Something extremely weird is going on over on Digg.com. Today for the third time in a short period, a story got promoted to the front page where a blogger raises a baseless rumour about Google buying Sun. And as is explained further down, it appears that this is the result of a coordinated effort to fool Digg into promoting the story.
The blog author has no sources, zero credibility and most importantly his reasoning is completely erratic.
It all kicked off when author Daniel M. Harrison on 26 February put up a post discussing Google's stock price, and then out of the blue predicts that Google will acquire Sun Microsystems. As proof, he points out that Google CEO Eric Schmidt is a former Sun employee. Secondly Sun CEO Scott McNealy has recently "received 10 million dollars in Sun equity". The blog author fails to explain how that proves a pending sale, and leaves out the fact that McNealy cashed in his stock options and sold the stock the very same day, as SEC filings show.
On 7 March, a second posts goes up referring to a Forbes article in which a financial analyst predicted the departure of Sun CEO Scott McNealy. Google played no part whatsoever in the Forbes story, yet the blogger connected those non-existent dots.
In a third post Harrison used the fact that Sun employees read his second post to claim that there is credibility to his theory. Amazingly, the post makes it to the front page on Digg.com. Apart from the ridiculous assertion that Sun employees reading the posting is proof, the blog author makes a fool of himself when again points to McNealy recent stock transaction but now attributes it to an "anonymous source" instead of an SEC filing.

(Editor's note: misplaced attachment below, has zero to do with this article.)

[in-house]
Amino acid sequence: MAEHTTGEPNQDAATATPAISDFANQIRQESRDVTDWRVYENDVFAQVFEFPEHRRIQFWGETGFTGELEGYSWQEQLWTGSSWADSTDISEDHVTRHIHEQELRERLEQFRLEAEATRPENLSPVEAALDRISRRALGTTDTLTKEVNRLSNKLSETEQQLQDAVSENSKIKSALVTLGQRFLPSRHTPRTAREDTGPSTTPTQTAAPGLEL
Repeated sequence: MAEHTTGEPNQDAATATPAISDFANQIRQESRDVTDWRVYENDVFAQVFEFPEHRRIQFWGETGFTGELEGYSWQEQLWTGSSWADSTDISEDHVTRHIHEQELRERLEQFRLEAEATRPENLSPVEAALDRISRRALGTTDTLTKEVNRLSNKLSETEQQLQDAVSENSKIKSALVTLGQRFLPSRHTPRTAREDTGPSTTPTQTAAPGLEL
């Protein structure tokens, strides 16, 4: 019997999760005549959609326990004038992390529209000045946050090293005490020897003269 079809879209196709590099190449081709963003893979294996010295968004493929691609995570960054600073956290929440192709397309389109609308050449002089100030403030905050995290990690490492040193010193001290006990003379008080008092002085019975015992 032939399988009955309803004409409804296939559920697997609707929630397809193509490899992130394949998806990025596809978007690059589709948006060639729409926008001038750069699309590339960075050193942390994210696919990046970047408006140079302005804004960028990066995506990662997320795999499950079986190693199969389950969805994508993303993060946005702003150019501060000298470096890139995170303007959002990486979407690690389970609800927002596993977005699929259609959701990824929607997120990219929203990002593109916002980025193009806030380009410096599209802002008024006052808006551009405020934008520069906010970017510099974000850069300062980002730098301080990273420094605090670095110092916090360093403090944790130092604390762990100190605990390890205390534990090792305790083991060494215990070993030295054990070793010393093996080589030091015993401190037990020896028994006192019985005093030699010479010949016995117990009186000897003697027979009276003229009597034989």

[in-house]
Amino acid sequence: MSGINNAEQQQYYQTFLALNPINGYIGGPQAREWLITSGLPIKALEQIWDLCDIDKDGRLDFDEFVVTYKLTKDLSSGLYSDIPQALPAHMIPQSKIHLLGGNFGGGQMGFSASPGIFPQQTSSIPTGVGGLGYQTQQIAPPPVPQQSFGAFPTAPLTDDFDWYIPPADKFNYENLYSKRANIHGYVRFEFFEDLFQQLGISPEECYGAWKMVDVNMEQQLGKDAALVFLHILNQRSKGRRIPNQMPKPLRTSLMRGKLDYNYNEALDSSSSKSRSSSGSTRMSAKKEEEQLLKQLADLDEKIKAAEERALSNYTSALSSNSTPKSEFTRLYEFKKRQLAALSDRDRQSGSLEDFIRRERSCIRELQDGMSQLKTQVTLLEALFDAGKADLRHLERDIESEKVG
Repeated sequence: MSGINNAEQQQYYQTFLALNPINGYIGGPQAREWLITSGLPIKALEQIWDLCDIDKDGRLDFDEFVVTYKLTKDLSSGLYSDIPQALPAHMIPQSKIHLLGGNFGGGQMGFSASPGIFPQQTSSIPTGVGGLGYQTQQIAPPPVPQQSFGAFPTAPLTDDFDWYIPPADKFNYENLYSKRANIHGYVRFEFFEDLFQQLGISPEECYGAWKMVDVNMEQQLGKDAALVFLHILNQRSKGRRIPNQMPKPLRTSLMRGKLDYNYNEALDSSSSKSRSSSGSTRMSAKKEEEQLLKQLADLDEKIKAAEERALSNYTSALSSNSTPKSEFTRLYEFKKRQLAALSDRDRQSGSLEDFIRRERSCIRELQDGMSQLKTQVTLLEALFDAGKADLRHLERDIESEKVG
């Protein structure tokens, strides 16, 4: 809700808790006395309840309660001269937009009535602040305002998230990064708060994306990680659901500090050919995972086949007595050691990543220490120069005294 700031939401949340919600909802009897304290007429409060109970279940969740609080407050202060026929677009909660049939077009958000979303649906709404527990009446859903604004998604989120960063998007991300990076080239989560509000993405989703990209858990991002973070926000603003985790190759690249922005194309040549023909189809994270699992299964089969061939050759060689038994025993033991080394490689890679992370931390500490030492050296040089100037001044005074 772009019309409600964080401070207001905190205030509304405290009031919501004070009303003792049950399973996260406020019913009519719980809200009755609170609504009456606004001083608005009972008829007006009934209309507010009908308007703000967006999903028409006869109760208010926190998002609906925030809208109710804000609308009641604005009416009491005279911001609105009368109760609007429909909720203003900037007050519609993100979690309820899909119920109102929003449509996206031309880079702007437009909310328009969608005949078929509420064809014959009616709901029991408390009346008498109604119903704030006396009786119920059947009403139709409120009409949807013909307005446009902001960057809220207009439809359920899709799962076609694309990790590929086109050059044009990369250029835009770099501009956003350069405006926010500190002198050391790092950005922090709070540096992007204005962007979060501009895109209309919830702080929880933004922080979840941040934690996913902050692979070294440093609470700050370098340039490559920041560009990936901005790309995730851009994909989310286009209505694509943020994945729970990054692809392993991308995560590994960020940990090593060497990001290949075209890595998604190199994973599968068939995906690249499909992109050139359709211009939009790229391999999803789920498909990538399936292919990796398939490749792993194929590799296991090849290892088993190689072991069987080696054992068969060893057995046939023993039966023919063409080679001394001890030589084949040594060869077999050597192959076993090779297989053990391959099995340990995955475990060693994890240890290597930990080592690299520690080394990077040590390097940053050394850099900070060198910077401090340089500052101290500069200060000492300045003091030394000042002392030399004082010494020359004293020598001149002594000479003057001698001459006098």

Today in a fourth post he notes that Sun stock has been up slightly, adding a mere $500m to the company's $16bn market capitalization, and again sees that as proof for his theory (as in: insiders are spending their life savings to strike it rich when the deal is announced. Except that the SEC investigates all insider trading around major mergers). He also points to the fact that a blog on the New York Times' website (which he amusingly claims is "the most authoritative source of financial information on Wall Street") picked up his posts. He conveniently leaves out the fact that the New York Times blog concludes: "according to people involved in the partnership, the speculation is unfounded — at least for now."
Regardless of the credibility question, it's very odd that all these blog posts make it to the Digg.com front page.
The first blog post never makes it to the Digg.com front page, but with 33 diggs, it gets close. The blog author also tries submitting an identical posting on his personal blog to Digg.com, but it only got 9 votes. It's also the very last story that he submits and diggs - with that account at least.
The second post does significantly better, with 312 diggs.
They found the story even when it wasn't on the Digg front page, and decided to deem it Digg worthy. Or more likely: they have teamed up to manipulate the Digg voting system and get these posts promoted to the front page. Once there, any story will receive plenty of votes. Especially if it has one of the magic four in the headline: Apple, Microsoft, Google or Linux.
Eric Olsen, it turns out, is another author on the Blogcritics.org website - so there is definitely some teaming up going on.
I can only guess about the motives of this group. Hopefully they are just trying to prove that Digg is easy to manipulate – in the worst case, they are speculating against Sun's stock price for financial gain.
UPDATE: Just spoke with Digg CEO Jay Adelson. He said that there is no indication that anything extraordinary happened with the way that these Diggs got promoted to Digg's front page. He also said that: "I don't think it's possible to game Digg because it requires such a mass of people who have been vetted through our algorithms."
UPDATE 2: Talking to more some more folks and it seems unlikely that Harrison manipulated the Digg system to get his stories promoted. But they all agree that the theoretical threat is real (contrary to what Adelson says).
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